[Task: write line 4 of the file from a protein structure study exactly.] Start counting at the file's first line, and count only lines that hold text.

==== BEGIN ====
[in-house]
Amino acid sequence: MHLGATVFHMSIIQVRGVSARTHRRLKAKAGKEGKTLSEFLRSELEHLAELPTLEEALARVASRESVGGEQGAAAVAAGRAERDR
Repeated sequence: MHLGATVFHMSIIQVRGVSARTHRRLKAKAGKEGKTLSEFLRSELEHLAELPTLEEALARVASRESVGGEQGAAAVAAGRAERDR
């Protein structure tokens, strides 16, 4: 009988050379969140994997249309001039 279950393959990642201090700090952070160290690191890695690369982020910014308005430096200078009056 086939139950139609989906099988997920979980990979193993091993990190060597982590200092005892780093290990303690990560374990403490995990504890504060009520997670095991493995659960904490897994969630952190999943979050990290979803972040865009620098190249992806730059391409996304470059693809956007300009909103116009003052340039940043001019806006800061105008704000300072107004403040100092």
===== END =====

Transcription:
């Protein structure tokens, strides 16, 4: 009988050379969140994997249309001039 279950393959990642201090700090952070160290690191890695690369982020910014308005430096200078009056 086939139950139609989906099988997920979980990979193993091993990190060597982590200092005892780093290990303690990560374990403490995990504890504060009520997670095991493995659960904490897994969630952190999943979050990290979803972040865009620098190249992806730059391409996304470059693809956007300009909103116009003052340039940043001019806006800061105008704000300072107004403040100092």